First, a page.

The retail industry is facing an existential crisis — and not while mired in the depths of recession, but as the economy notches its eighth year of expansion.
In March alone, Sears Holdings (SHLD), the parent of Sears and Kmart stores, said “substantial doubt” exists about its survival prospects after losing more than $10 billion over six years and watching sales fall for even longer. Urban Outfitters (URBN) likened the troubled industry to a housing bubble that has popped. And reports surfaced that women’s apparel chain Bebe Stores (BEBE) plans to close all its 168 stores and go online only. (On Wednesday, it said it will close 21 stores and explore options for the rest.)
As retailers take a hard look at the future in the age of Amazon.com (AMZN), investors face a big question of their own: Are retail stocks just flat-out doomed?
No analyst interviewed for this story was ready to declare the physical store dead. But retail’s wounds still run deep, and there are almost certainly too many stores in the U.S. Many stocks of top chains, while not as low as during the Great Recession, are rolling over into pronounced downtrends. The weak stock action creates short-selling opportunities for investors who believe the worst for retail is yet to come.
A Yardeni Research report estimated that online shopping has grown to 29.1% of retail sales of items like general merchandise, apparel and accessories, and furniture — but not autos and fuel. That’s up from less than 10% in the late 1990s. Over the same period, department stores’ share of sales withered to 12.6% from around 30%.
Still, companies that sell things within walls, floors and ceilings still have options in a $4 trillion market.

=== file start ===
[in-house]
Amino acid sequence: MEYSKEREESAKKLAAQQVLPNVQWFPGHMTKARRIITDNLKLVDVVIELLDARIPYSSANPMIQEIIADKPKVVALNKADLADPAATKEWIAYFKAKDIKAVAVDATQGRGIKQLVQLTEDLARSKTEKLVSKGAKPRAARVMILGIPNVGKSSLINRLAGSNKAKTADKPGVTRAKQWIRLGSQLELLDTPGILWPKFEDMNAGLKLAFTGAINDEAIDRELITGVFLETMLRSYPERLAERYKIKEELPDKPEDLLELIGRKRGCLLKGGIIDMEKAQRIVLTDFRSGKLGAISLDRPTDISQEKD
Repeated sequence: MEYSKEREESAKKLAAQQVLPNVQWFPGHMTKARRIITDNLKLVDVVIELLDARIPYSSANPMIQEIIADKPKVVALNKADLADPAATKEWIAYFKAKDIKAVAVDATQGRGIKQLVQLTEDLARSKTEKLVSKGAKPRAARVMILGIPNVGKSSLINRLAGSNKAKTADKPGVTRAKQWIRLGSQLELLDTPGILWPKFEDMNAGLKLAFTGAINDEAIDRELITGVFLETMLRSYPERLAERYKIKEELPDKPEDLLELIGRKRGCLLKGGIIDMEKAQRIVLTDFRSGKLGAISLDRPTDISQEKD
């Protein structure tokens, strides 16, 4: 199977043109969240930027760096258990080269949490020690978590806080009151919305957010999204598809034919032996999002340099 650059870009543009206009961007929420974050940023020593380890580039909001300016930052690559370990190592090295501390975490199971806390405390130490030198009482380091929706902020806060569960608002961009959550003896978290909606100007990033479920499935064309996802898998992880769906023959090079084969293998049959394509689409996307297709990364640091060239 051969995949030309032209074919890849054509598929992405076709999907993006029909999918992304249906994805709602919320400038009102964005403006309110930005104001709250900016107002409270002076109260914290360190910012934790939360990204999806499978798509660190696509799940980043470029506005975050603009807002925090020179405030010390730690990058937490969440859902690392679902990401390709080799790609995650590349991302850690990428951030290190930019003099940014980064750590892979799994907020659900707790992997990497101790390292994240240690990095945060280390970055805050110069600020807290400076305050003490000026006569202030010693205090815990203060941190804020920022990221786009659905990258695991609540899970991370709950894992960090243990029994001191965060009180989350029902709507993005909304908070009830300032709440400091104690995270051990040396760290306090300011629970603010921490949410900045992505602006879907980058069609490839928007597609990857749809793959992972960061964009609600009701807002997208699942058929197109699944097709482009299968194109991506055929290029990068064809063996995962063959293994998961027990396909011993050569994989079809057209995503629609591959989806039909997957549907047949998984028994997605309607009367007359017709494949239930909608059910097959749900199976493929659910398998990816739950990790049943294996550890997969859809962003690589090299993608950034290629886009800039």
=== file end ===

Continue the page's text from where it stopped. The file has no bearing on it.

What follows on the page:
“There’s no way Amazon becomes a $4 trillion e-tailer in 10 years,” said Jeff Roster, vice president of retail strategy at IHL Group. “That’s just not going to happen.”
Analysts say physical stores can still be vital in a connected, buy-anywhere, retail-everywhere world, with chains experimenting with new uses for their locations and even e-commerce companies seeing the value of in-store experiences.
“There’s plenty they can do,” Roster said of retailers. “The question is: Will they do it?”
Looking For ‘A Little Easier Game’
Meanwhile, the weight has accumulated on retail stocks. Take Macy’s (M), which earlier had been praised for its aggressive efforts to integrate online and in-store operations. The department store’s shares have lost more than half their value since July 2015. Earnings and sales have fallen for eight consecutive quarters.
L Brands (LB), whose Victoria’s Secret brand ought to be more insulated from e-commerce, has seen its stock halved since late 2015. The SPDR Retail ETF (XRT) has fallen some 20% over the past two years.
IBD’S TAKE: Retail stocks trending below their declining 200-day moving averages offer shorting opportunities. For example, Macy’s is struggling to get back in the 30s, but that would set up yet another test of the 50-day average and a possible short entry. Dillard’s has stumbled this year, down as much as 25%, and just got turned away from its 50-day. See if it can hold support at 46.56.
As those trends have solidified, Berkshire Hathaway (BRKB) CEO Warren Buffett, who prides himself on being a long-term investor, divested almost all his stake in Wal-Mart (WMT) in Q4. He told CNBC in February that “the online thing is very hard to figure out, you know?”
Amazon, Buffett said, was a company “that’s gonna have everybody in their sights. And they’ve got delighted customers.”
“Now, Wal-Mart’s pushing forward online themselves and they’ve got all kinds of strengths,” he later added. “But I just decided that I’d look for a little easier game.”
For much of the past 60 years, retail was an easier game. The postwar population explosion held consumerism aloft for years, says Doug Stephens, founder and CEO of retail advisory service Retail Prophet. When baby boomers’ spending slowed as they reached their 50s, growth in personal credit — spurred by financial deregulation — helped pick up the slack, or at least masked weaker trends, he says.
“It allowed a lot of retailers to get away with being pretty average,” Stephens said. “The average American aspired to be average. They aspired to the middle-class average lifestyle, and retailers like JCPenney (JCP)…